|Date(s):||March 7, 1850|
|Course:||“Rise And Fall of the Slave South,” University of Virginia|
After the revolution, it became even more important for government regulation for boundaries to be established between states. Since America remained dedicated to keeping power in state governments, officials came together and established the exact separation of the regions that respective governments oversaw. One such circumstance arose when it came time for the Maryland, Pennsylvania, and Delaware to institute the border. Officials addressed the situation in a letter from the Governor of Maryland, Philip F. Thomas, to the General Assembly on March 7, 1850. Thomas' letter described the proceedings of three delegates from Maryland, Pennsylvania, and Delaware, Henry G. S. Key, Joshua P. Eyre, and George Read Riddle respectively.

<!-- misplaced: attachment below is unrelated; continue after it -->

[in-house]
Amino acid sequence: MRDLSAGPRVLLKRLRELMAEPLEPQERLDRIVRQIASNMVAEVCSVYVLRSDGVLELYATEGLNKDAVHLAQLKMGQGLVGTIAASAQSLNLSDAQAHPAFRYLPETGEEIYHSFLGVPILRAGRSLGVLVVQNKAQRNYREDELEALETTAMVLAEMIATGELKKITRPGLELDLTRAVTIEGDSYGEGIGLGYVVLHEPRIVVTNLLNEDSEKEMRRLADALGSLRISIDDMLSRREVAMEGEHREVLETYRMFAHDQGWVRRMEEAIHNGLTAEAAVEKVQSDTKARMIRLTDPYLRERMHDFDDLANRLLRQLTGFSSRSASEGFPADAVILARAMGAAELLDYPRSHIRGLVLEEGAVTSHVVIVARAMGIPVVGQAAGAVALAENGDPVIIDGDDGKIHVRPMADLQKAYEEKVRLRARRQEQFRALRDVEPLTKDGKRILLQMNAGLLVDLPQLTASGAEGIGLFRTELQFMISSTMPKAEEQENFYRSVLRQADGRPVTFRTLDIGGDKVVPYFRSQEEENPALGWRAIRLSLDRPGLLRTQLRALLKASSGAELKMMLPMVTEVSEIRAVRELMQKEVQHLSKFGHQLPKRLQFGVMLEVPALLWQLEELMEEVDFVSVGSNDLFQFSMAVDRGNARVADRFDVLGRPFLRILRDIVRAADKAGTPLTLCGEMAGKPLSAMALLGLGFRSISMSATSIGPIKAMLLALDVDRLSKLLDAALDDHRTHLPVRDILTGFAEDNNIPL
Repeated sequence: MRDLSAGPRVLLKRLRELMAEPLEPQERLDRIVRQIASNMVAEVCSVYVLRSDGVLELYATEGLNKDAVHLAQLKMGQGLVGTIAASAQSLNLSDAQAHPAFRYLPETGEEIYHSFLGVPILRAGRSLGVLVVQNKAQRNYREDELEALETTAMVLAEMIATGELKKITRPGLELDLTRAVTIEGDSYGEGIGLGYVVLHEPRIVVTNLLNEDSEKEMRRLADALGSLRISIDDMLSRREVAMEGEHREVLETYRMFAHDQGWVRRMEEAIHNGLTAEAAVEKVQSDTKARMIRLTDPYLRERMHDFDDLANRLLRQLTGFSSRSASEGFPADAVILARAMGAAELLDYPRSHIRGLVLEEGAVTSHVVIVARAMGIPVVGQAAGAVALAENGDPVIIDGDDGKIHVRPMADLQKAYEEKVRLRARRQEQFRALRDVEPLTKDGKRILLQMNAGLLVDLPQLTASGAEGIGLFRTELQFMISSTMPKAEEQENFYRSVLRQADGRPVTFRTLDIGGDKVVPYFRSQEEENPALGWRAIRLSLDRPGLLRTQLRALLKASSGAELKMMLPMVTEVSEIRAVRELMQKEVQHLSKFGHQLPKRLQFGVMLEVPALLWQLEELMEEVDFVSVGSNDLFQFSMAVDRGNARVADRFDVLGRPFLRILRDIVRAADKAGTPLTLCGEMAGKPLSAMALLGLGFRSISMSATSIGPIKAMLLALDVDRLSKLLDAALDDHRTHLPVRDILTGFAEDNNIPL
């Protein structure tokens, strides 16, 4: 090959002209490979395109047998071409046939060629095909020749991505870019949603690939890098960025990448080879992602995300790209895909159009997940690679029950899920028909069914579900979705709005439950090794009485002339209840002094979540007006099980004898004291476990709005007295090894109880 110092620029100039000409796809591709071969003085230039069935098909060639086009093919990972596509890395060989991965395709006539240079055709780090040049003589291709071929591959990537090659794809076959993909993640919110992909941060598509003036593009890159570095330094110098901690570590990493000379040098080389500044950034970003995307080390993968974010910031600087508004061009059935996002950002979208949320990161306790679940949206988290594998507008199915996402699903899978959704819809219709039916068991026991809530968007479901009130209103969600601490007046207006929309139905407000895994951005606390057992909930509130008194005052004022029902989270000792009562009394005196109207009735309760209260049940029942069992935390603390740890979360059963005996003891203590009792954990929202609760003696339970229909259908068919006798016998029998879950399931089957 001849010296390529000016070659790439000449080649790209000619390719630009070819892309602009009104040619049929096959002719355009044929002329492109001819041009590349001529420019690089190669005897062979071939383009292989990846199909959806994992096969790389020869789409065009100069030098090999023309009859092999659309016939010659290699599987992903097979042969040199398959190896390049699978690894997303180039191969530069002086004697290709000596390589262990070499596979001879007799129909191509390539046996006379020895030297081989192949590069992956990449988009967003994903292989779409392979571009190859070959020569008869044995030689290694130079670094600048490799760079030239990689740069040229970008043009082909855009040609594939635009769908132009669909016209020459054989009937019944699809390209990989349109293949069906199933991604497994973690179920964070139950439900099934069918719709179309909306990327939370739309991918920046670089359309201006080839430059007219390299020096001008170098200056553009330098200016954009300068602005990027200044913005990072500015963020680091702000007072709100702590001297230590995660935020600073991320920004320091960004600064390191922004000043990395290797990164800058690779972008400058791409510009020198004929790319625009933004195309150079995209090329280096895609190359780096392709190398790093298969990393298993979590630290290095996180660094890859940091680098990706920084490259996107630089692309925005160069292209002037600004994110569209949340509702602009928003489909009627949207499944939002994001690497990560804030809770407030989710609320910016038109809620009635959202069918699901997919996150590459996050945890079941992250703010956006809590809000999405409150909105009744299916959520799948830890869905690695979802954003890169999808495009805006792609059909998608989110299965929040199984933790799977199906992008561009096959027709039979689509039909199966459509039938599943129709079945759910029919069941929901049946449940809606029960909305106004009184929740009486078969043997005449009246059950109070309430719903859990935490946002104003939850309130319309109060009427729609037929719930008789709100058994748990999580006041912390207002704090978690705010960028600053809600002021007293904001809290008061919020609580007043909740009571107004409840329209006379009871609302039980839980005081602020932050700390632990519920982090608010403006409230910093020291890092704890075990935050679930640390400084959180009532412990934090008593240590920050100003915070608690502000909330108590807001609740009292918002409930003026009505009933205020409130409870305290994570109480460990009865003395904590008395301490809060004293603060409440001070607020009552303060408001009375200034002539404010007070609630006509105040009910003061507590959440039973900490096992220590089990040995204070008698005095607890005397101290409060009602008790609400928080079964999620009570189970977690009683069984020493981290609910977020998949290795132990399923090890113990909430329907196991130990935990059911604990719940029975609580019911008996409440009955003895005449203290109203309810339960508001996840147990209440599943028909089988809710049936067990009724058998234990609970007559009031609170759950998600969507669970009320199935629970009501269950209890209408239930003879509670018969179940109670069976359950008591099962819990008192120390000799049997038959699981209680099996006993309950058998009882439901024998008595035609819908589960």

Governor Thomas believed that the commissioners performed at a satisfactory manner by supplying reports and papers including maps of adjusted boundaries. These adjusted boundaries were prepared by Lieutenant Colonel James D. Graham, of the United States Topl. Corps of Engineers, who was asked by the War Department to perform this task for the respective states. The letter sanctified all of the transactions and provided the State Legislature with a document in order for all matters concerning official borders.
Possessing certain districts and state lines remained crucial to Maryland's survival. Richard Walsh and William Lloyd Fox provided explanation for the importance of border establishment being that if Maryland would have been lined any differently and lacked certain counties, then Baltimore would have complete control over electing state leaders. Leaders like Governor Thomas needed to be chosen by all of Maryland and aided in executive decision making of the state's future.